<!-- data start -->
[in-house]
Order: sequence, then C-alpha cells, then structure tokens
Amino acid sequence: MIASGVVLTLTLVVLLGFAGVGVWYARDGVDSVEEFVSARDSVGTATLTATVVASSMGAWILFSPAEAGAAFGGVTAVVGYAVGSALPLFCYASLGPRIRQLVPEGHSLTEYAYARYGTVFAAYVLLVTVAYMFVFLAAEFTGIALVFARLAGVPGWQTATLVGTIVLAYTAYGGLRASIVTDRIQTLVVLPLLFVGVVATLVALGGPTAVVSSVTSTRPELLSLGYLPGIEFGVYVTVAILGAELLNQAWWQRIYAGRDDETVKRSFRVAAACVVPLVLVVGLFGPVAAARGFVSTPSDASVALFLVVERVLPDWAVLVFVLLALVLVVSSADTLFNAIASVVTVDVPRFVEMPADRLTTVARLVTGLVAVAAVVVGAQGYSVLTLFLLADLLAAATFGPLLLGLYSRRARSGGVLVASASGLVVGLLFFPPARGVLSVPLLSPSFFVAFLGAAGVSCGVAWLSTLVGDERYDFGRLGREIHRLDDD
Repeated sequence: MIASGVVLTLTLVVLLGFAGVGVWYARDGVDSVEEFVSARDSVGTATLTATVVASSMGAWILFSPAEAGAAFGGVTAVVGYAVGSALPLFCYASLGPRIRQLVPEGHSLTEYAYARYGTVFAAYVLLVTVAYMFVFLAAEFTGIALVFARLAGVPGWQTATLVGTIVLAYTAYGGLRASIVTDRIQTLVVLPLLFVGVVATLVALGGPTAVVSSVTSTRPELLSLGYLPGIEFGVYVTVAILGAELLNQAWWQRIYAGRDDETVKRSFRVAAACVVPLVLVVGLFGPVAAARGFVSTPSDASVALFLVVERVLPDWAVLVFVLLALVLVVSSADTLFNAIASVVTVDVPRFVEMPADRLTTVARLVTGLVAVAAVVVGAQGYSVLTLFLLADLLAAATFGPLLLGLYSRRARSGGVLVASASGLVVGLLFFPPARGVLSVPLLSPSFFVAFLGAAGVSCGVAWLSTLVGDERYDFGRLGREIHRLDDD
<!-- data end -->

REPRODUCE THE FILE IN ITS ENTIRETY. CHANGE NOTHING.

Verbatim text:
[in-house]
Order: sequence, then C-alpha cells, then structure tokens
Amino acid sequence: MIASGVVLTLTLVVLLGFAGVGVWYARDGVDSVEEFVSARDSVGTATLTATVVASSMGAWILFSPAEAGAAFGGVTAVVGYAVGSALPLFCYASLGPRIRQLVPEGHSLTEYAYARYGTVFAAYVLLVTVAYMFVFLAAEFTGIALVFARLAGVPGWQTATLVGTIVLAYTAYGGLRASIVTDRIQTLVVLPLLFVGVVATLVALGGPTAVVSSVTSTRPELLSLGYLPGIEFGVYVTVAILGAELLNQAWWQRIYAGRDDETVKRSFRVAAACVVPLVLVVGLFGPVAAARGFVSTPSDASVALFLVVERVLPDWAVLVFVLLALVLVVSSADTLFNAIASVVTVDVPRFVEMPADRLTTVARLVTGLVAVAAVVVGAQGYSVLTLFLLADLLAAATFGPLLLGLYSRRARSGGVLVASASGLVVGLLFFPPARGVLSVPLLSPSFFVAFLGAAGVSCGVAWLSTLVGDERYDFGRLGREIHRLDDD
Repeated sequence: MIASGVVLTLTLVVLLGFAGVGVWYARDGVDSVEEFVSARDSVGTATLTATVVASSMGAWILFSPAEAGAAFGGVTAVVGYAVGSALPLFCYASLGPRIRQLVPEGHSLTEYAYARYGTVFAAYVLLVTVAYMFVFLAAEFTGIALVFARLAGVPGWQTATLVGTIVLAYTAYGGLRASIVTDRIQTLVVLPLLFVGVVATLVALGGPTAVVSSVTSTRPELLSLGYLPGIEFGVYVTVAILGAELLNQAWWQRIYAGRDDETVKRSFRVAAACVVPLVLVVGLFGPVAAARGFVSTPSDASVALFLVVERVLPDWAVLVFVLLALVLVVSSADTLFNAIASVVTVDVPRFVEMPADRLTTVARLVTGLVAVAAVVVGAQGYSVLTLFLLADLLAAATFGPLLLGLYSRRARSGGVLVASASGLVVGLLFFPPARGVLSVPLLSPSFFVAFLGAAGVSCGVAWLSTLVGDERYDFGRLGREIHRLDDD